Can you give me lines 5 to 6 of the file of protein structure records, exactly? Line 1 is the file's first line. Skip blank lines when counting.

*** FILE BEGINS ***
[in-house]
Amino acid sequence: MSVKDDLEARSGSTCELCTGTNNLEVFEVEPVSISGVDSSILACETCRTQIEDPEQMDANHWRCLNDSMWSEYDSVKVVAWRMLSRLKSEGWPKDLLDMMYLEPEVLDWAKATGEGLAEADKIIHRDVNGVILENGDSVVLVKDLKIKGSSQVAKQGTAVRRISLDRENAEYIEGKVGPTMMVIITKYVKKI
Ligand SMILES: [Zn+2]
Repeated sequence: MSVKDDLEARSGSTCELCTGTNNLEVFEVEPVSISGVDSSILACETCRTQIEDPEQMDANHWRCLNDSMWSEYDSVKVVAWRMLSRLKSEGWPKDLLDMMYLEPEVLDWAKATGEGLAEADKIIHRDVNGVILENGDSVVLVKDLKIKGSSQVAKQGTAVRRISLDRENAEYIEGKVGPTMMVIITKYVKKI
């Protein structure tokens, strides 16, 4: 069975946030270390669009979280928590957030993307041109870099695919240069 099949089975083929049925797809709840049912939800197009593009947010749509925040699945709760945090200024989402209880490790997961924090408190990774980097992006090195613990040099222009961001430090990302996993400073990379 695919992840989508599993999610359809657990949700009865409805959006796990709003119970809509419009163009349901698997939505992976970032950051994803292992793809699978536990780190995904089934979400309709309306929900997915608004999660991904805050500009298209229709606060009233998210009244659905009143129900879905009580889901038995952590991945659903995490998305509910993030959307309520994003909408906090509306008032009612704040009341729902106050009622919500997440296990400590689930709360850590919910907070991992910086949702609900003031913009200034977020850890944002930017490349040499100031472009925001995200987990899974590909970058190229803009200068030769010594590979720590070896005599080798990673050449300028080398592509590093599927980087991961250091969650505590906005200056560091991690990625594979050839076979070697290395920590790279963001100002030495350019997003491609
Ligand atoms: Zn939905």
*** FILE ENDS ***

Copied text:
């Protein structure tokens, strides 16, 4: 069975946030270390669009979280928590957030993307041109870099695919240069 099949089975083929049925797809709840049912939800197009593009947010749509925040699945709760945090200024989402209880490790997961924090408190990774980097992006090195613990040099222009961001430090990302996993400073990379 695919992840989508599993999610359809657990949700009865409805959006796990709003119970809509419009163009349901698997939505992976970032950051994803292992793809699978536990780190995904089934979400309709309306929900997915608004999660991904805050500009298209229709606060009233998210009244659905009143129900879905009580889901038995952590991945659903995490998305509910993030959307309520994003909408906090509306008032009612704040009341729902106050009622919500997440296990400590689930709360850590919910907070991992910086949702609900003031913009200034977020850890944002930017490349040499100031472009925001995200987990899974590909970058190229803009200068030769010594590979720590070896005599080798990673050449300028080398592509590093599927980087991961250091969650505590906005200056560091991690990625594979050839076979070697290395920590790279963001100002030495350019997003491609
Ligand atoms: Zn939905």